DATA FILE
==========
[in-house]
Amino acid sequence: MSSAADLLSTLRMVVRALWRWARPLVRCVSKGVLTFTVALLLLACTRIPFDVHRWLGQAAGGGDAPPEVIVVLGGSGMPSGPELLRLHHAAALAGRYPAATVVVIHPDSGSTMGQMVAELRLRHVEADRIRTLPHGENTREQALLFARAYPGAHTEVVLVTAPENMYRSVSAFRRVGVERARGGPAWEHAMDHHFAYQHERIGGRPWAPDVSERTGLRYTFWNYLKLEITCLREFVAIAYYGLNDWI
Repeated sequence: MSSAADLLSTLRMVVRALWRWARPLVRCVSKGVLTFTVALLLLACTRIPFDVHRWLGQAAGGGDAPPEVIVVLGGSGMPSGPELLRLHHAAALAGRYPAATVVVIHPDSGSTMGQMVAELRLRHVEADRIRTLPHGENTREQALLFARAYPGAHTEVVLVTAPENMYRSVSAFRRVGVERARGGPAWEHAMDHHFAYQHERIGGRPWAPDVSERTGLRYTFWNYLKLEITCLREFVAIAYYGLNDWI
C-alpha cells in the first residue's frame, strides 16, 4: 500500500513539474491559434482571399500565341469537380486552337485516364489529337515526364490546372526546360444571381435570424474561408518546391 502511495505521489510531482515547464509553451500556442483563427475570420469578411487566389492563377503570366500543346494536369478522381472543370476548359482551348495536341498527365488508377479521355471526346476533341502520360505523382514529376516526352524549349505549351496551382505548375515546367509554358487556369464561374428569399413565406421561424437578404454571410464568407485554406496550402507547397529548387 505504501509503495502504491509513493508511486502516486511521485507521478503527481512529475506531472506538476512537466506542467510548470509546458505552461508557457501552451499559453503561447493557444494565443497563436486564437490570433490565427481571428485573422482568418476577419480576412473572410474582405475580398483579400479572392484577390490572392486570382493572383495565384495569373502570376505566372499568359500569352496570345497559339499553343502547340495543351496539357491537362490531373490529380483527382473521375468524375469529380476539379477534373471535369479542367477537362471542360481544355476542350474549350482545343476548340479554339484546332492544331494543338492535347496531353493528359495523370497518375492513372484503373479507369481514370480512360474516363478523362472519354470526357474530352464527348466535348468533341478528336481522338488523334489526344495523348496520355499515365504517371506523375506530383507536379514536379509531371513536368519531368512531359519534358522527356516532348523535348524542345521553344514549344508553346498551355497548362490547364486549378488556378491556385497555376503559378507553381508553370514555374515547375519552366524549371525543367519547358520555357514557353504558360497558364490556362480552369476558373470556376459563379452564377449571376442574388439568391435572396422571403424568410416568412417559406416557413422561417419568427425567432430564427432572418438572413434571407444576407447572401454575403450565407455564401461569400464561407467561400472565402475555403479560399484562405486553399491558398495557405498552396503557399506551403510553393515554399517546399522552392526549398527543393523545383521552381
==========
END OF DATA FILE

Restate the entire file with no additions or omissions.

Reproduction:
[in-house]
Amino acid sequence: MSSAADLLSTLRMVVRALWRWARPLVRCVSKGVLTFTVALLLLACTRIPFDVHRWLGQAAGGGDAPPEVIVVLGGSGMPSGPELLRLHHAAALAGRYPAATVVVIHPDSGSTMGQMVAELRLRHVEADRIRTLPHGENTREQALLFARAYPGAHTEVVLVTAPENMYRSVSAFRRVGVERARGGPAWEHAMDHHFAYQHERIGGRPWAPDVSERTGLRYTFWNYLKLEITCLREFVAIAYYGLNDWI
Repeated sequence: MSSAADLLSTLRMVVRALWRWARPLVRCVSKGVLTFTVALLLLACTRIPFDVHRWLGQAAGGGDAPPEVIVVLGGSGMPSGPELLRLHHAAALAGRYPAATVVVIHPDSGSTMGQMVAELRLRHVEADRIRTLPHGENTREQALLFARAYPGAHTEVVLVTAPENMYRSVSAFRRVGVERARGGPAWEHAMDHHFAYQHERIGGRPWAPDVSERTGLRYTFWNYLKLEITCLREFVAIAYYGLNDWI
C-alpha cells in the first residue's frame, strides 16, 4: 500500500513539474491559434482571399500565341469537380486552337485516364489529337515526364490546372526546360444571381435570424474561408518546391 502511495505521489510531482515547464509553451500556442483563427475570420469578411487566389492563377503570366500543346494536369478522381472543370476548359482551348495536341498527365488508377479521355471526346476533341502520360505523382514529376516526352524549349505549351496551382505548375515546367509554358487556369464561374428569399413565406421561424437578404454571410464568407485554406496550402507547397529548387 505504501509503495502504491509513493508511486502516486511521485507521478503527481512529475506531472506538476512537466506542467510548470509546458505552461508557457501552451499559453503561447493557444494565443497563436486564437490570433490565427481571428485573422482568418476577419480576412473572410474582405475580398483579400479572392484577390490572392486570382493572383495565384495569373502570376505566372499568359500569352496570345497559339499553343502547340495543351496539357491537362490531373490529380483527382473521375468524375469529380476539379477534373471535369479542367477537362471542360481544355476542350474549350482545343476548340479554339484546332492544331494543338492535347496531353493528359495523370497518375492513372484503373479507369481514370480512360474516363478523362472519354470526357474530352464527348466535348468533341478528336481522338488523334489526344495523348496520355499515365504517371506523375506530383507536379514536379509531371513536368519531368512531359519534358522527356516532348523535348524542345521553344514549344508553346498551355497548362490547364486549378488556378491556385497555376503559378507553381508553370514555374515547375519552366524549371525543367519547358520555357514557353504558360497558364490556362480552369476558373470556376459563379452564377449571376442574388439568391435572396422571403424568410416568412417559406416557413422561417419568427425567432430564427432572418438572413434571407444576407447572401454575403450565407455564401461569400464561407467561400472565402475555403479560399484562405486553399491558398495557405498552396503557399506551403510553393515554399517546399522552392526549398527543393523545383521552381